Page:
#12a.     The Inner Radiation Belt

The inner radiation belt, discovered by Explorers 1 and 3, owes its existence to the extraordinary stability of trapped orbits near the Earth. It is a by-product of the cosmic radiation, which by itself has a rather low intensity: the amount of energy received by Earth from cosmic rays is comparable to what it receives from starlight. Only by accumulating particles over the span of years does the inner belt reach its high intensity.

Cosmic rays are fast positive ions, bombarding Earth from all directions, probably filling our entire galaxy. Though their numbers are small, the energy of each particle is quite high, so that when these ions smash into nuclei of atmospheric gases, fragments go flying off in different directions, some of them short-lived particles created by the collision. Most such fragments are absorbed by the atmosphere or by the ground, but a few are also splattered upwards, out of the atmosphere and into space.

If these are electrically charged, e.g. electrons or ions, they will often end up trapped by the Earth's magnetic field. None of these however lasts very long, since trapped orbits which rise from the atmosphere must sooner or later enter the atmosphere again.

Some of the fragments are however neutrons, particles similar to protons but without the electric charge; neutrons make up about half the weight of a typical atomic nucleus. Having no electric charge, neutrons are not affected by the Earth's magnetic field, and moving far too fast for gravity to hold them back, they usually escape into space.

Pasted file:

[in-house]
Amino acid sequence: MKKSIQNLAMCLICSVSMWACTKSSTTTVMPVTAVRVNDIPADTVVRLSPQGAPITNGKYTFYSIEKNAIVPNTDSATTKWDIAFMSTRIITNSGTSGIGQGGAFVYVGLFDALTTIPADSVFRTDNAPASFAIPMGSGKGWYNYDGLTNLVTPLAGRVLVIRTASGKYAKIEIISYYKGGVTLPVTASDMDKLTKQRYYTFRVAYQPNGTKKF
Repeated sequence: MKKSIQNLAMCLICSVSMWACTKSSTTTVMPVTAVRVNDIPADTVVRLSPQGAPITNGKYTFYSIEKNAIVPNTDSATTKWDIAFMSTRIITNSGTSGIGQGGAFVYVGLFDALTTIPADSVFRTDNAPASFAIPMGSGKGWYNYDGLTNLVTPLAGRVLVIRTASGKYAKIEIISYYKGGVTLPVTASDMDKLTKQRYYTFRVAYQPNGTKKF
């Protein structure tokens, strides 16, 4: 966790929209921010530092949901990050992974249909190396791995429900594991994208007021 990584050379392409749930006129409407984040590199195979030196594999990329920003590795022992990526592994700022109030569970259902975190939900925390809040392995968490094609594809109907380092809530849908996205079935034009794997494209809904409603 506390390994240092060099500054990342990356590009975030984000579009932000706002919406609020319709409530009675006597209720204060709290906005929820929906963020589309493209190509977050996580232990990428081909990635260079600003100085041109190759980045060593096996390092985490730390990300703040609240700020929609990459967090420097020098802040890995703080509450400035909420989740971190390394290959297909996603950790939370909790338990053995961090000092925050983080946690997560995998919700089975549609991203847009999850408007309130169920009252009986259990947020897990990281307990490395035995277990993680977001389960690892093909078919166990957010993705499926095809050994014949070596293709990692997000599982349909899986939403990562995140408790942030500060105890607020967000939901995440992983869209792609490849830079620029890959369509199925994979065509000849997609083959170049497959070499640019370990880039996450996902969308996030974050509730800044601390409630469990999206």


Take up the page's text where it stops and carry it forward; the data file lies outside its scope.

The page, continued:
The free neutron is however radioactive: within about 10 minutes it breaks up into a proton, which captures most of the energy, an electron and a massless neutrino. Ten minutes is a fairly long time for a fast particle, time enough for many neutrons to get halfway to Mars. However, decay times are spread out statistically, and while 10 minutes is the average, a few neutrons decay quite soon, while still inside the Earth's magnetic field. The energetic protons which then materialize are grabbed by the Earth's magnetic field, often on trapped orbits which do not return to the atmosphere, in which the proton can stay trapped for a rather long time. That, it is believed, is how the inner belt arises.

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Last updated March 13, 1999